Practical Guide

This practical guide will focus on geometry and outline resources that educators can use when implementing this math concept in pre-kindergarten and kindergarten. This guide can be used for primary school children as well.

  1. Building Blocks is a math curriculum for early childhood created by Douglas H. Clements and Julie Sarama (2011), along with a group of preschool teachers. This is an excellent resource as it outlines learning trajectories, which serve as a guide on how to teach various math concepts. Learning trajectories create a goal for children in their learning of a math concept, lay out steps for how children will strive towards the goal, and provide instructions on how children will progress through these steps (Clements & Sarama, 2011).
  2. Teachers can use graphics in the classroom as a resource to help students understand the concept. Displaying shapes on the walls and labeling them in the various languages spoken by students or student’s families would be an effective way to include children who are bilingual.
  3. Provide children with a number of examples of each shape. For example, if children are playing with triangles, they should be provided with triangles whose sides are of varying lengths and angles of varying degrees. This way, children will not have a limited idea of what shapes can look like.
  4. Provide a variety of materials in the classroom with which children can explore geometric concepts through play. Examples of materials are play-doh, as children can mould it into various shapes, marshmallows and straws, as students can created shapes with straws and use the marshmallows as glue, paintbrushes, canvases, markers, crayons, and paper, with which children can practice drawing lines and shapes. These types of materials are also beneficial for students with special needs or those who require accommodation as they are very manipulable and can be used in various ways.
  5. Books are very beneficial in teaching children about geometry. Age-appropriate stories that have engaging narratives and images can help children retain information. When books involving shapes, objects, and figures are incorporated into the story, children are learning about geometry. Inviting students’ family members to read stories to the class is a nice way of including them in their children’s learning.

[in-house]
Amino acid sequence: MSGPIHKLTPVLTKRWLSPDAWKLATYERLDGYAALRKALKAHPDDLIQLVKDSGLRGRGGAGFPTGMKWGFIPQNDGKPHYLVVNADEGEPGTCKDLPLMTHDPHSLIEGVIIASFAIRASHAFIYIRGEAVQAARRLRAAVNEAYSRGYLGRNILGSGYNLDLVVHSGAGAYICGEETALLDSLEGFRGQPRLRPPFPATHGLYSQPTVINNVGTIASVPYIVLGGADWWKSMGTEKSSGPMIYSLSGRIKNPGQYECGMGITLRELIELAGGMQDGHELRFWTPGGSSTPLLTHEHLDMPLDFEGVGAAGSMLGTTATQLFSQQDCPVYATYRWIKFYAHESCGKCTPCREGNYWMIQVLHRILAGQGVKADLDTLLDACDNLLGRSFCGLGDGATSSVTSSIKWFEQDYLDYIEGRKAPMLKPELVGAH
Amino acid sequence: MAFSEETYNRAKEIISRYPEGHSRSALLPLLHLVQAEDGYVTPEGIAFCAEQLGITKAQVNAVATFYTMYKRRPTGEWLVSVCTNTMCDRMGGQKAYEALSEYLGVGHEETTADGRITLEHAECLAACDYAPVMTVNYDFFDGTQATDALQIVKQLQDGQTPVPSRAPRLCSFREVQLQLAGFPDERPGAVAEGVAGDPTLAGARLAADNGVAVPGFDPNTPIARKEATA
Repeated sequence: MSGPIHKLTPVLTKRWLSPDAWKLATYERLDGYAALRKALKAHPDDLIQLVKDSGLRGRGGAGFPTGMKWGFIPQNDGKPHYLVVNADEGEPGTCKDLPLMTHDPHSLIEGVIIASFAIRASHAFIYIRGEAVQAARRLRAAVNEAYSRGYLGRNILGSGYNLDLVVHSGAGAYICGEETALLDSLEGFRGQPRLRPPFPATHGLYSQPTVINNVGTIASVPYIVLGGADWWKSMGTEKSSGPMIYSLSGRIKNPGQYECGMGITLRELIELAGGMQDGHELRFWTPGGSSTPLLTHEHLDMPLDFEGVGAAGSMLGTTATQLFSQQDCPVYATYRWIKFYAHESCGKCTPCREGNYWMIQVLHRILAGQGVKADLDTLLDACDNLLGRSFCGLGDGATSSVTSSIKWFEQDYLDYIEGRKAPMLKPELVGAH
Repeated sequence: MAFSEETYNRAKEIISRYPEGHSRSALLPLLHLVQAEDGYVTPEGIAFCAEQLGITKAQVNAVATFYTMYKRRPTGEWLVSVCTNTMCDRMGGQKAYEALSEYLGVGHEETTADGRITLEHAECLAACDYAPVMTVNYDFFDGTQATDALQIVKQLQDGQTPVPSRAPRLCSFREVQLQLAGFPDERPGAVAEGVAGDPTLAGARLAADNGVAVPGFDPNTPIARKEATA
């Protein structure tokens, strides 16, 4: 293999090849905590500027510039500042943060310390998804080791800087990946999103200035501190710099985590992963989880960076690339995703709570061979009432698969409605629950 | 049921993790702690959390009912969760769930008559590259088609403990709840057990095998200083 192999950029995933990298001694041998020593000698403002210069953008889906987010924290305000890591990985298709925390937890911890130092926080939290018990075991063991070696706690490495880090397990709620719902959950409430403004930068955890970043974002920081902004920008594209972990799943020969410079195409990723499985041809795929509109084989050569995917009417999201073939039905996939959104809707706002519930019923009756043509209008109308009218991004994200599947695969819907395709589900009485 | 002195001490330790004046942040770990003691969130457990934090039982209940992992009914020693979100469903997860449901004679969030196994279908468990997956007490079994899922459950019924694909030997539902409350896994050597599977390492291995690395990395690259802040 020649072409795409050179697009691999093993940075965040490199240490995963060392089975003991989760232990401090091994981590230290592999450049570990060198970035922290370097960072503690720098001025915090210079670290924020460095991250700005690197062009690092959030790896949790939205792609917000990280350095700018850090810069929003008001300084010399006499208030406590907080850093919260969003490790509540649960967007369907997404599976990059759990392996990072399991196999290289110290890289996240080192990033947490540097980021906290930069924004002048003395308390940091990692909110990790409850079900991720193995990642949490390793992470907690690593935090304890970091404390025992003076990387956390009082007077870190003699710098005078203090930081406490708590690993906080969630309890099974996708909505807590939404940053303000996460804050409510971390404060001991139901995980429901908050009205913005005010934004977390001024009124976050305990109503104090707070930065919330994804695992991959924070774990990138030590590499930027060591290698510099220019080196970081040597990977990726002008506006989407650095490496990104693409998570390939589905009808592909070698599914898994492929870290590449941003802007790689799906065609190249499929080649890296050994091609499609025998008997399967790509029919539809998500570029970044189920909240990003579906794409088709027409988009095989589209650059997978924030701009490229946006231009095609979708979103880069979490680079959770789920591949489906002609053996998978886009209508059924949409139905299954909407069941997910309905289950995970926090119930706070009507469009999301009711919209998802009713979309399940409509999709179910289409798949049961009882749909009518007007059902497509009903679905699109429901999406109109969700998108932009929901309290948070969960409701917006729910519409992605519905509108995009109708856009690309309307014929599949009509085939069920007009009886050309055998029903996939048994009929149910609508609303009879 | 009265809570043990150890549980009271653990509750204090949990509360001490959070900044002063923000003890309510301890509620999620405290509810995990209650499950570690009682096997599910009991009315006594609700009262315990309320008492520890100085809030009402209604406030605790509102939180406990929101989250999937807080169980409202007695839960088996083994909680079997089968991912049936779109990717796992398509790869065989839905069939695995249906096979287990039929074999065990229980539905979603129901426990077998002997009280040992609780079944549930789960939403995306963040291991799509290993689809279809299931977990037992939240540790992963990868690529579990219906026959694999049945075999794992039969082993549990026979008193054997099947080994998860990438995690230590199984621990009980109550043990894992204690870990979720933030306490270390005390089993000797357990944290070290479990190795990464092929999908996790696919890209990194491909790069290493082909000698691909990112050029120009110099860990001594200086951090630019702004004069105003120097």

6. Tangrams, which are seven piece puzzles made of various shapes, are another great resource. They allow students to create their own images with limited restriction and children can then see the various shapes that make up their image. 3D tangrams can also be used.
  7. Children develop spatial sense by exploring the physical space around them. Teachers can help students create maps of places that are familiar to them, such as their home, school, or city in which they live. Teachers can also create scavenger hunts that encourage children to become more aware of their environment.
  8. Another important aspect of geometry is perspective taking. Provide children with images that are seen from various perspectives and have discussions on what can be seen from each perspective.
  9. Various types of blocks are good resources for classrooms to have as children can build various structures such as homes and cities. Through block play children can develop spatial awareness and learn about the various attributes of shapes such as sides, corners, and edges.
  10. Have children bring objects from home and discuss which shape(s) the object looks like. This builds upon the home-school connection and allows children to think about everyday objects through the lens of geometry.

 

References

Clements, D. & Sarama, J. (2011). Early childhood teacher education: The case of geometry. Journal of Mathematics Teacher Education, 14(2), 133-148. doi:10.1007/s10857-011-9173-0

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